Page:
Yale Daily News

As the 2019 mayoral race heats up, Mayor Toni Harp is facing scrutiny over how her last campaign handled its finances and accounting obligations.

On Thursday, Justin Elicker FES ’10 SOM ’10 filed a complaint with the Connecticut State Elections Enforcement Commission against Harp’s 2017 campaign committee for 13 alleged violations of the Nutmeg State’s campaign finance laws. Elicker, who announced his bid to challenge Harp in January, also asked the commission to investigate five other questions related to Harp’s last campaign, including nearly $100,000 in unattributed donations. The filing comes in the wake of a report from the New Haven Register that the campaign recently closed its file — more than a year after the election concluded.

“Campaign finance law in Connecticut is very clear that you need to report who the donor is,” Elicker told the News in an interview. “Ultimately, campaigns are influenced by donations. If the public doesn’t know who donated, they also don’t know … who might have had some influence. The public deserves to know. Because there is not donor information, it’s unclear if there were also other violations.”

The primary issues Elicker raised in his complaint surround the disclosure of donor information and the campaign’s late filings of mandatory reports to the state. He named Harp and her campaign treasurer, Jonathan Peter Wilson, as the respondents to the complaint and alleged that the violations occurred from June 2017 to this January — when the campaign finally settled its finances and closed its file.

Wilson filed the last batch of disclosure statements for the campaign on Feb. 20 but dated them on Feb. 14 — the same day that Harp announced she would seek a fourth consecutive term in the Elm City’s highest elected office. That last batch of filings — spanning three three-month periods of deficit disclosures and then a final termination report — follows the campaign’s finances from April 1, 2018 through Jan. 31, 2019. The SEEC requires that committees submit quarterly reports.

Elicker claims the weeklong discrepancy in dates is another violation of campaign finance law. Wilson was already named treasurer of Harp’s 2019 campaign committee, but filled out the paperwork for Harp to run again before he terminated the 2017 committee, making him briefly the treasurer of two open committees and “in violation of state statute,” the complaint stated. The date falsification — to avoid the issue of serving on two commissions — is also listed as a violation.

Wilson did not immediately return a request for comment Thursday evening.

The final filings and termination of the campaign committee came 14 months after Harp handily won the general election in 2017 — her opponent, Marcus Paca, chose to stop campaigning after the primaries. Elicker told the News that the missing files were only resolved when the Register published its look into the campaign committee.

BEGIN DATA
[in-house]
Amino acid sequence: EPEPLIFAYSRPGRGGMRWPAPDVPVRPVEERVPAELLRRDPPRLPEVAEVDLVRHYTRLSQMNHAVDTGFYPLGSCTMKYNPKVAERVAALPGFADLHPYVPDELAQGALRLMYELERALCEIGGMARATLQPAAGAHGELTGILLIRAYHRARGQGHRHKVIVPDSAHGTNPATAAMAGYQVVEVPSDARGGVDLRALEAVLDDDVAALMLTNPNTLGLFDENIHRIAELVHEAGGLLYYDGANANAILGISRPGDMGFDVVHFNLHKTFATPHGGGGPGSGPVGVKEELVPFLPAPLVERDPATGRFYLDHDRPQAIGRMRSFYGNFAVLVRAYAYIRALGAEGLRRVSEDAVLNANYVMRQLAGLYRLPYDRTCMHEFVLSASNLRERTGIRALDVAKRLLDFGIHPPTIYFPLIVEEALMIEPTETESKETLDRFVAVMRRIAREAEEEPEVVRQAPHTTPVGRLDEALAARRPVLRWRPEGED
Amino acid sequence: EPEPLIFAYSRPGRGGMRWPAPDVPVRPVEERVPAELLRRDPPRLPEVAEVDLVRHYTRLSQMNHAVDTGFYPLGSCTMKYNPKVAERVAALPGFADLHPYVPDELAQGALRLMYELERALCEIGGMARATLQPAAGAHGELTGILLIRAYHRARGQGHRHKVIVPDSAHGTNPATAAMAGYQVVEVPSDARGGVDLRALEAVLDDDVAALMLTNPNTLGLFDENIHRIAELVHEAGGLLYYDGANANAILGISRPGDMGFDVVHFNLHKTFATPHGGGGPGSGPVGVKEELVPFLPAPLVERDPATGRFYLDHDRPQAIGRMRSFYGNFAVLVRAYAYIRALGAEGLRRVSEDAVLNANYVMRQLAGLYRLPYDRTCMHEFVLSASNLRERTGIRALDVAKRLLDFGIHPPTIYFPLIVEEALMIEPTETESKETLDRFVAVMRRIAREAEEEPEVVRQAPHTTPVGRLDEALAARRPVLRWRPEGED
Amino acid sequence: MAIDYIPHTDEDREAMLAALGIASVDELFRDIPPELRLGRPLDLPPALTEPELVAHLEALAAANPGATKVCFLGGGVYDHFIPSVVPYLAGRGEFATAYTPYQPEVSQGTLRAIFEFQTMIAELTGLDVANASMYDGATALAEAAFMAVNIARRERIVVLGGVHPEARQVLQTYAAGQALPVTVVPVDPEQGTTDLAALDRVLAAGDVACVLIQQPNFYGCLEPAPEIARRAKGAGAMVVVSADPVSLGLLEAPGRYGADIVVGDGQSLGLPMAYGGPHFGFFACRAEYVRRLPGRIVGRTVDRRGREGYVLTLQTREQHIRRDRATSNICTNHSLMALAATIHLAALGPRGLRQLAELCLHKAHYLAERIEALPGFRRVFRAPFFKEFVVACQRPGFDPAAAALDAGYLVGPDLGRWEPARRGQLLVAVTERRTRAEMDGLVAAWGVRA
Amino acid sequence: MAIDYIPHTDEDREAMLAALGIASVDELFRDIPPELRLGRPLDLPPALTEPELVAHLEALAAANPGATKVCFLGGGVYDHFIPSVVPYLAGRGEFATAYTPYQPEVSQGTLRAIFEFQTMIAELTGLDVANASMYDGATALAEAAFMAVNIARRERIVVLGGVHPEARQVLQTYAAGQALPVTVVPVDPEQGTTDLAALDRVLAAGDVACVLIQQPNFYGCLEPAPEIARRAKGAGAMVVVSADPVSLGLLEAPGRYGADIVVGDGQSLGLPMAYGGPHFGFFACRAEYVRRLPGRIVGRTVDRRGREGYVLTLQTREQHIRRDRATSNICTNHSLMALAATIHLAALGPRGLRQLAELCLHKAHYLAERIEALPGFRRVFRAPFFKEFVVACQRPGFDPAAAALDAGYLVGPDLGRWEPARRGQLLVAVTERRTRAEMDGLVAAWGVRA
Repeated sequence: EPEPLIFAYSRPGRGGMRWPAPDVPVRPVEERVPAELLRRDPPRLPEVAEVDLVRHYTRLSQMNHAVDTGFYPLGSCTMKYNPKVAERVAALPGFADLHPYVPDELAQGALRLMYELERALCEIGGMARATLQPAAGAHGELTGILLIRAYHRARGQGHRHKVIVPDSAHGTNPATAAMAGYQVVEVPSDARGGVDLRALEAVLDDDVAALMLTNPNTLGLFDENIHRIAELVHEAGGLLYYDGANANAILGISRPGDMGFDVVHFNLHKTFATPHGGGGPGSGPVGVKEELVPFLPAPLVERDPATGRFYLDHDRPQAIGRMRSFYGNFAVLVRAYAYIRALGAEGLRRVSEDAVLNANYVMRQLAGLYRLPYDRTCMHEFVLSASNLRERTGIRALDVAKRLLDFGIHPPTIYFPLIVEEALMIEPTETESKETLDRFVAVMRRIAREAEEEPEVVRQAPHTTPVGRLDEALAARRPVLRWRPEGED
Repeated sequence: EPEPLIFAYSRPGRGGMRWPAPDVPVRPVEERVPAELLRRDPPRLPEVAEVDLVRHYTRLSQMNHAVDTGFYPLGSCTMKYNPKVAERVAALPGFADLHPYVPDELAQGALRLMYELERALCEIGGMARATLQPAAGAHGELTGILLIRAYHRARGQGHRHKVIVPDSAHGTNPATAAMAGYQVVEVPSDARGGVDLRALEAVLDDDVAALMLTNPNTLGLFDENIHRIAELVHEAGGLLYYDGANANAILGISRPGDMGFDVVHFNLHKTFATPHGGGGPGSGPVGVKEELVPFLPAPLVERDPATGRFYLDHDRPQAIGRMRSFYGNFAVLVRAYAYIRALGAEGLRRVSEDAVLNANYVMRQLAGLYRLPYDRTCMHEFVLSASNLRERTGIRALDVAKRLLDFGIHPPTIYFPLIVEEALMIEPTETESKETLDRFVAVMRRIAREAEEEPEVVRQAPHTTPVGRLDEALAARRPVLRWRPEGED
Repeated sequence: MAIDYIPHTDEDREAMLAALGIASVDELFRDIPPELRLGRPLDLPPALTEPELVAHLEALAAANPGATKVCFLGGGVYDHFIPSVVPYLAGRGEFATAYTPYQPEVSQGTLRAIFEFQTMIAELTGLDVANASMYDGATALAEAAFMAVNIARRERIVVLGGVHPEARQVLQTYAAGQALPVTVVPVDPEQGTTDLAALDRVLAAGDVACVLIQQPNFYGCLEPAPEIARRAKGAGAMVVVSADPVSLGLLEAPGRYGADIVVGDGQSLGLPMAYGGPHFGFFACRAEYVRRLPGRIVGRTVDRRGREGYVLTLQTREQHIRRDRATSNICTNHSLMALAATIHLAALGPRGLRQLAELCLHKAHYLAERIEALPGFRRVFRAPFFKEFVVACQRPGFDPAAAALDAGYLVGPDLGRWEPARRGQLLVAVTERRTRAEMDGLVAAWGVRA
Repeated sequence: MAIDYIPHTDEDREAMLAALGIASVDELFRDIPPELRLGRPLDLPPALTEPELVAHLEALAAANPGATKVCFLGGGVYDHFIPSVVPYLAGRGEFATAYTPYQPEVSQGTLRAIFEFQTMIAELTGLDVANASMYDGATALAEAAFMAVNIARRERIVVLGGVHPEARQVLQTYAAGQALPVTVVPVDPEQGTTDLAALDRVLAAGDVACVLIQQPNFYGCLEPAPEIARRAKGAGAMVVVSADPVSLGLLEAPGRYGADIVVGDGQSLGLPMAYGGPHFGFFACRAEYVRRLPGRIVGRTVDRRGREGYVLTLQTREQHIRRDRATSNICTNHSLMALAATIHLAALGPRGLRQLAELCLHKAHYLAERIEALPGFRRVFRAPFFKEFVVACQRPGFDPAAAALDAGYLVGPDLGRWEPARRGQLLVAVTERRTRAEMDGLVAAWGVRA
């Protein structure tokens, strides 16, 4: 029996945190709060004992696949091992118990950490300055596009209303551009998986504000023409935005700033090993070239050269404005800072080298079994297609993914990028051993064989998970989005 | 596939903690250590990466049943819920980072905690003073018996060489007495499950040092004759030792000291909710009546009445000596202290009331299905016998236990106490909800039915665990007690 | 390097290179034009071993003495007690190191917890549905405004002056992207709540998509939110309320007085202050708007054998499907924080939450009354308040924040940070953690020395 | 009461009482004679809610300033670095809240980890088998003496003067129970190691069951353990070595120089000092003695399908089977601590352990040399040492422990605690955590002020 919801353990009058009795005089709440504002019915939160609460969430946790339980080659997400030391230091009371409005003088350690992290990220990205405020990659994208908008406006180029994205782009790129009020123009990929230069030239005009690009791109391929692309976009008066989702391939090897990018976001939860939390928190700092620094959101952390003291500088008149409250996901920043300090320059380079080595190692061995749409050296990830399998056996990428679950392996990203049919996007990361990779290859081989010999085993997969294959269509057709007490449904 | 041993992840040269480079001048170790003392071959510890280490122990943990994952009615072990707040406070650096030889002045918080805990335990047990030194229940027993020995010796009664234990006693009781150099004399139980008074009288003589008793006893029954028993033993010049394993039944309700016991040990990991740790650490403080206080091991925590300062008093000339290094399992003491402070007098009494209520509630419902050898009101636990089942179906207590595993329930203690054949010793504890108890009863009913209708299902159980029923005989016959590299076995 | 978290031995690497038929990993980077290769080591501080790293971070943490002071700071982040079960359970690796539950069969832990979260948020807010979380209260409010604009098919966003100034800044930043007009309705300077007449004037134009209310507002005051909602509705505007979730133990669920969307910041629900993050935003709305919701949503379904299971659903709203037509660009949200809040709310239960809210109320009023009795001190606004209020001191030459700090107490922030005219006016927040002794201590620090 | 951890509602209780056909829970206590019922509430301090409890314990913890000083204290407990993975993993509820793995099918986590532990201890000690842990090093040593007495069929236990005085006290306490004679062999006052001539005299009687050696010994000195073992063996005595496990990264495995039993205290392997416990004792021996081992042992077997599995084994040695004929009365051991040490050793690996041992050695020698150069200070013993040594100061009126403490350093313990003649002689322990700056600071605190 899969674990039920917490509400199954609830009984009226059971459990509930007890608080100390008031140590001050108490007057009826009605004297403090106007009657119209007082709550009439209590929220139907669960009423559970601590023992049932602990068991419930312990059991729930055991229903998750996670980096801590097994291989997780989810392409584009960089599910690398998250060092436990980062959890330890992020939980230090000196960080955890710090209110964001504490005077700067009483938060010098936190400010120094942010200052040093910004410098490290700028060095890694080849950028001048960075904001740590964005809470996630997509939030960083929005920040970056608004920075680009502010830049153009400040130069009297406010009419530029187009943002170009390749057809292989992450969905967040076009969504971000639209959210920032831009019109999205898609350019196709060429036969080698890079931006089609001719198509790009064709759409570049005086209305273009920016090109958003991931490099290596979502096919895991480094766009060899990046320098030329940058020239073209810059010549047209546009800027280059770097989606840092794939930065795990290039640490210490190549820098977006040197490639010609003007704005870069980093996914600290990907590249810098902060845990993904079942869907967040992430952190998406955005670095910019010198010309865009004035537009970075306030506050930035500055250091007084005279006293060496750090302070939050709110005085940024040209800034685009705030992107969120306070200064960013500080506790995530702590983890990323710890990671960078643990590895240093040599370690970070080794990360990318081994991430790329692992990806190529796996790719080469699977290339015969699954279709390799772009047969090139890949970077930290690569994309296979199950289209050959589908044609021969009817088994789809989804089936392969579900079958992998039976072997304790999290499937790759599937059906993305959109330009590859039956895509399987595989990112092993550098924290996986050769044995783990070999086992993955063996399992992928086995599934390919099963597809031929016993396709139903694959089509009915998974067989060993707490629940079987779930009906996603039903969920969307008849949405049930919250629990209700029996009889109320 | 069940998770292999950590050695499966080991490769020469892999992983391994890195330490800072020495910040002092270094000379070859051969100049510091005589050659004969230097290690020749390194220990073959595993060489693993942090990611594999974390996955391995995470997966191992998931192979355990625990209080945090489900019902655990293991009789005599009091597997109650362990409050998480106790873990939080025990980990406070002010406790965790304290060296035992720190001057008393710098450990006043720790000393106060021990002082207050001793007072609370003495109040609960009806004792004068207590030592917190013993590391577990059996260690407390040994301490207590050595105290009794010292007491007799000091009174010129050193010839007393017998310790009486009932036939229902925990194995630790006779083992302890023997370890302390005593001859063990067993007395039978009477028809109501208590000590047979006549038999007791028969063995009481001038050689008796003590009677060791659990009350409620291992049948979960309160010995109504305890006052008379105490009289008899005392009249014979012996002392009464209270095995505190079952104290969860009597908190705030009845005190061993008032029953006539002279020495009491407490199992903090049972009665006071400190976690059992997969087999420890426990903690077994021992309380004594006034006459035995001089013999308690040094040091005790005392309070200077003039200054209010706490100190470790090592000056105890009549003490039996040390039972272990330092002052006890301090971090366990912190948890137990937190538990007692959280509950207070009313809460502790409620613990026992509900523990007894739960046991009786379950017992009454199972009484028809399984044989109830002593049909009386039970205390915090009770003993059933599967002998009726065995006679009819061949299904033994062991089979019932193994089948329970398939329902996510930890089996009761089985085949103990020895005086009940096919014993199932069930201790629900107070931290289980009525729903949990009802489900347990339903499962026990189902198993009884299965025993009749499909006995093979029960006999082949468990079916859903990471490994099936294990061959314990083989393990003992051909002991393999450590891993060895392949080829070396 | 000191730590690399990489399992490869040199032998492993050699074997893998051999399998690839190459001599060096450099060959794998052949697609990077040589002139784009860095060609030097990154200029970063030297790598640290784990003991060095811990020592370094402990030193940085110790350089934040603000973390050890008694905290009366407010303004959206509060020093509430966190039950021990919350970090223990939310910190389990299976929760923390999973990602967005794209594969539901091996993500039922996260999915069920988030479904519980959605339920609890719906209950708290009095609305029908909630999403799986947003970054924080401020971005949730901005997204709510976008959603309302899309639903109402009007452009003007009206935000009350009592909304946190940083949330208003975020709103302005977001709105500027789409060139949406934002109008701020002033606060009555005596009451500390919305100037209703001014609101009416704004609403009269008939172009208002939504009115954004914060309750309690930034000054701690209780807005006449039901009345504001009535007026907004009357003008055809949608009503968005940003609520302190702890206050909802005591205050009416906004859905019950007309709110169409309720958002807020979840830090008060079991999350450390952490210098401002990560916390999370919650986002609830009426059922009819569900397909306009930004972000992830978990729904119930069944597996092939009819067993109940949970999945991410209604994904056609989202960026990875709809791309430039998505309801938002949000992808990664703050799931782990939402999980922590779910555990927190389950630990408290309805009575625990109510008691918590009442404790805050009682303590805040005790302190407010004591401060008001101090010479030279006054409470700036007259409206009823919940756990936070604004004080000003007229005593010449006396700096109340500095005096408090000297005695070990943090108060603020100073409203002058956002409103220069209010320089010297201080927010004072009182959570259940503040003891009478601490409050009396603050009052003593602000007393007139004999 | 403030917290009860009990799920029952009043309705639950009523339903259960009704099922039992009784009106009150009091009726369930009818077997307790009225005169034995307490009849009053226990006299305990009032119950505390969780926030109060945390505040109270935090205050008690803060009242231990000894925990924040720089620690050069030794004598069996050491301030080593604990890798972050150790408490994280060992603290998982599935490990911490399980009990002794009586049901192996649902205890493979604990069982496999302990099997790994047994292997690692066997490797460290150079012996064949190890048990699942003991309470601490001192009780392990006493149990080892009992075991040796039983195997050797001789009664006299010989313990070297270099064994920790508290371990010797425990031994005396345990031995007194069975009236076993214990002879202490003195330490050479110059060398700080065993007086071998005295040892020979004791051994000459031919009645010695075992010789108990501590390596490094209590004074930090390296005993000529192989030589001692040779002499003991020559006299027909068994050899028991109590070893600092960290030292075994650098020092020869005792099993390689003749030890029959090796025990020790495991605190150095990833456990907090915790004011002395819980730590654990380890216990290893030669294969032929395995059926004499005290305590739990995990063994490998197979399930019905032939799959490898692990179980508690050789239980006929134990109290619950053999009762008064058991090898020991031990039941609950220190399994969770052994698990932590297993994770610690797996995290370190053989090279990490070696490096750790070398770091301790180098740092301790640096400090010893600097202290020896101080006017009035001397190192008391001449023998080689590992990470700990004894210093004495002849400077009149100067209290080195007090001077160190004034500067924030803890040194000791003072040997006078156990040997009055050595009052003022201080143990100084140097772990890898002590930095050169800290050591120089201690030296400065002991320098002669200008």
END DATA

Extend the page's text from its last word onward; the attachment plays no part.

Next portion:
In the 2017 campaign committee, Harp’s deputy treasurer was Fiona Williams-Linton. Williams-Linton told the News that she was “not aware” of the allegations and that she had “no comment” on the complaints. Harp tapped Andrea Scott as deputy treasurer for her current campaign.

In an interview with the News, Scott said that though she was personally unfamiliar with the complaints, Harp indicated to her that — though Wilson is still her treasurer — she intends to bring on an otherwise “complete new team for Harp 2019” to address “the discrepancies” and “clean up some of the things done in error”.

“People that are very experienced are working with [Wilson] to clean up some of the things that were done and put new systems in place so that it doesn’t happen again,” Scott said.

The 2019 mayoral race will not be the first Elicker-Harp battle. In 2013, the two ran to replace then-Mayor John DeStefano, who had served two decades in the city’s top job. Harp — a 20-year veteran representative of New Haven in the state legislature — narrowly won the election in a crowded Democratic primary that included the then-38-year-old Elicker, who had served two terms on the Board of Alders. After losing the primary, Elicker challenged Harp again in the general election and earned approximately 45 percent of the vote to Harp’s victorious 55.

Election finance laws in the state of Connecticut require that — in addition to the limits on individual donors — all money raised by a campaign for an election is publicly disclosed. Elicker alleges that a third of Harp’s 2017 fundraising total — more than $93,000 — is unaccounted for in disclosures.

Harp accounted for all of the money raised in the last quarter of 2016 and the first three quarters of 2017. Wilson attached printed spreadsheets with donor names, addresses and amounts to the filings. Each of those four filings had spreadsheet totals that matched the self-reported amount raised in that respective period.

In the final quarter of 2017 — which spanned Oct. 1 through Dec. 31, no spreadsheet was attached. Several filings after — including the four submitted in one breath spanning April 2018 through January 2019 — either did not have attached details of donors at all, or did not provide a total value on individual donations.

The SEEC was unable to immediately provide details as to the process of addressing complaints.

Elicker, as he did in 2013, is participating in the Democracy Fund, the city’s public financing initiative. Harp, who has not participated in the fund for the past three elections, will not participate in the initiative in the current electoral cycle either, she told the New Haven Independent on Feb. 14.

Mayoral spokesperson Laurence Grotheer was unable to comment and told the News that, “the mayor’s political activities are not part of city government and are not administered at City Hall.”

Harp is New Haven’s 50th mayor.

Angela Xiao | angela.xiao@yale.edu